Some clients with ABI suffer from fatigue where they just don’t have a lot of energy throughout the day and doing very simple tasks. Not only physical tasks, but cognitive tasks as well. Can really tire them out. You might notice this in the form of like a brain fog. 

The client will sort of appear as though they’re like a deer in headlights. 

Like they just can’t concentrate. They can’t process information. 

They’re having trouble keeping their eyes open. They’re having trouble keeping their head up. 

So they’re a little slow, mentally. 

They’re a little tired looking in their face. 

And they might need a few hours or they might just 20 minutes of quiet time just to refresh themselves.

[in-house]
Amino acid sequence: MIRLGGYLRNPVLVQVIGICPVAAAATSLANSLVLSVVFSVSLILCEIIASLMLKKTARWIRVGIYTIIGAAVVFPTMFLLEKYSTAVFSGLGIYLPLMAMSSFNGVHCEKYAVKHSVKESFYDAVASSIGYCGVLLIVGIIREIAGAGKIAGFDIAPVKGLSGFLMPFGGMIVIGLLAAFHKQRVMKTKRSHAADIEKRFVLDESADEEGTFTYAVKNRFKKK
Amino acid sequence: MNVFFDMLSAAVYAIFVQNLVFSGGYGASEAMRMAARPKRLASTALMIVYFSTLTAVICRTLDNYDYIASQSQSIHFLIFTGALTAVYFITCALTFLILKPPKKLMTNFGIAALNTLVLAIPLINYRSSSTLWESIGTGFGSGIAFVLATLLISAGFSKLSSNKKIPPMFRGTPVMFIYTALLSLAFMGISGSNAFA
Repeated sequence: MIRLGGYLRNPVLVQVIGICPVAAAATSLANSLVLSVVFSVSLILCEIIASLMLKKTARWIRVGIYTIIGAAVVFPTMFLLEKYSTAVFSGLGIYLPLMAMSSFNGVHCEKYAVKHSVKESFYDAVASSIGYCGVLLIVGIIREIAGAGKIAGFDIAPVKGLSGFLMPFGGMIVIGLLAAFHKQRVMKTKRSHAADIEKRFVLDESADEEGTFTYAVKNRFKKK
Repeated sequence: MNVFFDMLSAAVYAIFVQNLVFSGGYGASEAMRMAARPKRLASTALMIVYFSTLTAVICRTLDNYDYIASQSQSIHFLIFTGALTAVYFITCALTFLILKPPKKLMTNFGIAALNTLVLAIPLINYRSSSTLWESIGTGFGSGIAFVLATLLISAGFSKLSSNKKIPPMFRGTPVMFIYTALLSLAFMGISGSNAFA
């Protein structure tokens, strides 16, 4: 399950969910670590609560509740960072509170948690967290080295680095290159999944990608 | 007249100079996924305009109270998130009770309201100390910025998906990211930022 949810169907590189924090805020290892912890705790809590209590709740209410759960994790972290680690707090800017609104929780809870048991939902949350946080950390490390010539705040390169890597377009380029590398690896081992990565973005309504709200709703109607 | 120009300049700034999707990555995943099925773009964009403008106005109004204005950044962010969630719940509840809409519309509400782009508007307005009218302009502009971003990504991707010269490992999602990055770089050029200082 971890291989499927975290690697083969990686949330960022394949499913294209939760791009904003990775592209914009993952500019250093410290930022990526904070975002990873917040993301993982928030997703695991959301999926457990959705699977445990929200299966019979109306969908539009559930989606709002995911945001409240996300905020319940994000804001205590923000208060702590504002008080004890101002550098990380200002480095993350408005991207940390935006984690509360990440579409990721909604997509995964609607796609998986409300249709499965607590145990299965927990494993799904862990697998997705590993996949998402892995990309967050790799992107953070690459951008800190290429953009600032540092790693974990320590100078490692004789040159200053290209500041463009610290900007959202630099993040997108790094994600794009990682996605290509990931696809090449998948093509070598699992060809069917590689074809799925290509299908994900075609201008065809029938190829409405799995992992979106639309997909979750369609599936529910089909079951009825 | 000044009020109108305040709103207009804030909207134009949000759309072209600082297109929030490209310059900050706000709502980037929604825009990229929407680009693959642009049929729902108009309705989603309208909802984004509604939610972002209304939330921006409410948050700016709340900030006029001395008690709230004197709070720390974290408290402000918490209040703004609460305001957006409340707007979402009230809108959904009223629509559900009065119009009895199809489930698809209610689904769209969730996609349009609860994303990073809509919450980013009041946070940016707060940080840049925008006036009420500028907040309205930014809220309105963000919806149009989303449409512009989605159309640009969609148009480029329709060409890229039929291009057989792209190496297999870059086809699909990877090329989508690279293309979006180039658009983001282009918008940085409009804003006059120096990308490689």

You know in video games, your character will have a health meter or an energy meter that tells you how much help and energy your character has. 

Energy conservation is sort of like that. You want to teach your clients that they have so many units of energy per day. 

Every time they do something whether physically or mentally, it’s going to take up units of energy. So you only have 20 units of energy until you need to rest and doing your morning routine like a shower shave brushing your teeth. Getting dressed, that might cost you two units of energy, and then making breakfast doing the dishes. Getting ready for your day. takes five units of energy. 

Exercise takes eight units of energy walking the dog takes five units of energy. And now your energy is depleted and you need to take a rest. 

So getting your clients to think of how much energy they have before they need to take a rest. Get them to break down how much energy each task in their day is going to take. And to think of their energy like that video game, health meter or energy meter bar. And the more tasks they do the more that energy bar shrinks down.